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Roundtable: What next for Chris Froome?

Will Chris Froome be leaving Team Ineos? If so, where does he go, and will he continue to succeed? Has the coronavirus torched the transfer market? Let's roundtable!

The rumor mill has been churning in recent weeks following reports suggesting Chris Froome may be looking for a move away from Team Ineos, possibly as soon as this summer.

But where might he go, how soon, and how may a move from his super-team affect his chances of gaining a record-equalling fifth Tour de France title? While a number of wealthy and powerful teams have been slated to show interest in the grand tour star, Eddy Merckx has written off Froome’s chances of yellow jersey number five without Ineos.

And it’s not just Froome that could be with a new team in 2021, as hundreds of pros are out of contract at the end of this season. How will the impact of coronavirus affect cycling’s transfer market?

There’s plenty to chew over — let’s roundtable!

NTT Pro Cycling, Israel Start-Up Nation, Movistar, and Bahrain-McLaren are hot favorites for getting Froome’s signature – which do you see being the most feasible option for him, and how do you think he would fit into the current dynamic of the team?

Could Froome be in an Israel Start-Up Nation jersey in 2021? Photo: Maximiliano Blanco/Getty Images.

Jim Cotton (@jim_c_1985): Something in my brain doesn’t let me compute the idea of Froome at Movistar. They do have a bit of a leadership void this season, but cutting-edge Ineos to old-school Movistar seems a huge cultural step. Bahrain-McLaren makes a lot of sense given the connections with Ellingworth, Landa, and Poels, but if they’re cutting salaries this year, can they afford Froome? I bet eternal second-best Mikel Landa is hoping they can’t. My money would possibly be on Israel Start-Up Nation. They’ve got the dollars and Sylvan Adams is on a mission to take the team to the top. Sure, they’re a new squad but they have a reasonable set of riders to support Froome with the likes of Dan Martin, Rory Sutherland, James Picolli, and Nils Politt.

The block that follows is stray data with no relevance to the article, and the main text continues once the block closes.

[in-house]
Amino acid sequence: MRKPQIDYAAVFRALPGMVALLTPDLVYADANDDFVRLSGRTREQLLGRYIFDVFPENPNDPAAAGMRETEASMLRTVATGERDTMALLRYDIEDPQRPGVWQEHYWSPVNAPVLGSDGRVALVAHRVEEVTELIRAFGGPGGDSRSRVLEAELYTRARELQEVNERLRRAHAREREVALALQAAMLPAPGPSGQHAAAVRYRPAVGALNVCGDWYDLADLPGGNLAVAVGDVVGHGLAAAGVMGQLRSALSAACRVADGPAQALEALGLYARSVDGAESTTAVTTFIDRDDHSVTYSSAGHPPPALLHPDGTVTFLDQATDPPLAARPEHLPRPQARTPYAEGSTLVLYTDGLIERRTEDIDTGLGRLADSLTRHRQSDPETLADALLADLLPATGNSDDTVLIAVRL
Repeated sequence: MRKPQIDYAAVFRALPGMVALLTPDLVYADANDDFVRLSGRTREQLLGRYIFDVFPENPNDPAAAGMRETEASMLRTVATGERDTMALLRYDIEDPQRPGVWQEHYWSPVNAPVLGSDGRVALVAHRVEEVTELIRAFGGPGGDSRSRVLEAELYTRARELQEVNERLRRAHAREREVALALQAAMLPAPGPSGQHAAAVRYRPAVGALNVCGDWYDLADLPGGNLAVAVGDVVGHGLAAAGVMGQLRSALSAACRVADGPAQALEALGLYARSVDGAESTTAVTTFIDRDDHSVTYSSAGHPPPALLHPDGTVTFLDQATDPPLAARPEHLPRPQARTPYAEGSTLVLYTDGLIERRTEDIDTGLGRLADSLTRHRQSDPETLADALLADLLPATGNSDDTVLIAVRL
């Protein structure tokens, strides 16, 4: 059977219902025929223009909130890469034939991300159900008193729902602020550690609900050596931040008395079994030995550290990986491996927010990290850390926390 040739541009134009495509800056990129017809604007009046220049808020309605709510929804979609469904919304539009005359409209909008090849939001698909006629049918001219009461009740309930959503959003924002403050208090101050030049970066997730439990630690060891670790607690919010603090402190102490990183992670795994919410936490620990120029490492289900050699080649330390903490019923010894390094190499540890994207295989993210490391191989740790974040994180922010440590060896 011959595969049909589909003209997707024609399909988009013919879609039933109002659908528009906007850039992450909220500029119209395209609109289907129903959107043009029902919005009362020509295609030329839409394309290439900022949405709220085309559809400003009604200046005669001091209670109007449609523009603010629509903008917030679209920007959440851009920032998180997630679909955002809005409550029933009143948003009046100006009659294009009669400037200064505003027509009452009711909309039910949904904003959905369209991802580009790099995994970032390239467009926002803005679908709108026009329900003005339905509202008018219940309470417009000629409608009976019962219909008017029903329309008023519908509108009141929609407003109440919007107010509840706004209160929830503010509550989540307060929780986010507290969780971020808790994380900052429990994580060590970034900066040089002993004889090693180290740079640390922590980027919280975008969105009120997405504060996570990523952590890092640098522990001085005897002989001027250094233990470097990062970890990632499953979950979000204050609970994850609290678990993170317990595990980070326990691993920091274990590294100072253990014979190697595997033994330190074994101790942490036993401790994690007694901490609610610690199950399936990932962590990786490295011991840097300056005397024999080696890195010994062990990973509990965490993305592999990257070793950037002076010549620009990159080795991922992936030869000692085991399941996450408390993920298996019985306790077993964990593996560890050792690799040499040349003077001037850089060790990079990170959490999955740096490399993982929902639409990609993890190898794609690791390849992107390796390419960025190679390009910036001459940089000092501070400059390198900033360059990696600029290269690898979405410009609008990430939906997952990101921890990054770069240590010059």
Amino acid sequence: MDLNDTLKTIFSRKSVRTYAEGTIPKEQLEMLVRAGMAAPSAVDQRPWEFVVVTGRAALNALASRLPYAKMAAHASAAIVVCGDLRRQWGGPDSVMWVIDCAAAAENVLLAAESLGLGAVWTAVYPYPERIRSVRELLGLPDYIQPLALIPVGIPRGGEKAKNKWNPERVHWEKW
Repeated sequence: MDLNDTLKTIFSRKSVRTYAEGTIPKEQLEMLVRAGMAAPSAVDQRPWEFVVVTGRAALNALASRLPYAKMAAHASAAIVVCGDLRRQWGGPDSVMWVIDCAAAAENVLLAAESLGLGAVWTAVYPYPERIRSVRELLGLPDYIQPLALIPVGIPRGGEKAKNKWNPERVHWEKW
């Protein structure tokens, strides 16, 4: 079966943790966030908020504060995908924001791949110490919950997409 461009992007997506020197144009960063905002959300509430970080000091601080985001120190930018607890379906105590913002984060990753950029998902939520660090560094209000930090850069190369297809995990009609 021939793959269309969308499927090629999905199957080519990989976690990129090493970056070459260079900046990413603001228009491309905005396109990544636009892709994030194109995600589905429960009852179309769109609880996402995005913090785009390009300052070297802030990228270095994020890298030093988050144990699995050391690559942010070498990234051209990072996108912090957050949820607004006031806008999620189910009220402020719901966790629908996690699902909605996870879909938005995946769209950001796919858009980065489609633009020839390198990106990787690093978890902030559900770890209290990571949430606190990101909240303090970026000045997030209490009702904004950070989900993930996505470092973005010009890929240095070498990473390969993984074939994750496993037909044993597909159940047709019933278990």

Andrew Hood (@eurohoody): I have serious doubts he will leave Ineos, especially in a mid-season transfer. First off, he’s damaged goods. No team, especially in today’s economic uncertainty, is going to wager millions on a rider who might not be able to perform at previous levels, and even more so with no guarantee that there will be racing in 2020. Froome’s best chance of winning a fifth yellow jersey is at Ineos, even with Bernal and Thomas there. Having said that, if behind-the-scenes things have fractured between Froome and team manager Dave Brailsford, a move for 2021 could be possible. There certainly would be suitors for a rider of Froome’s caliber, and the money would be there from someone. I still see Froome in an Ineos jersey to conclude his career. Leaving Ineos would be like exiting the Yankees to join the Baltimore Orioles (sorry O’s fans).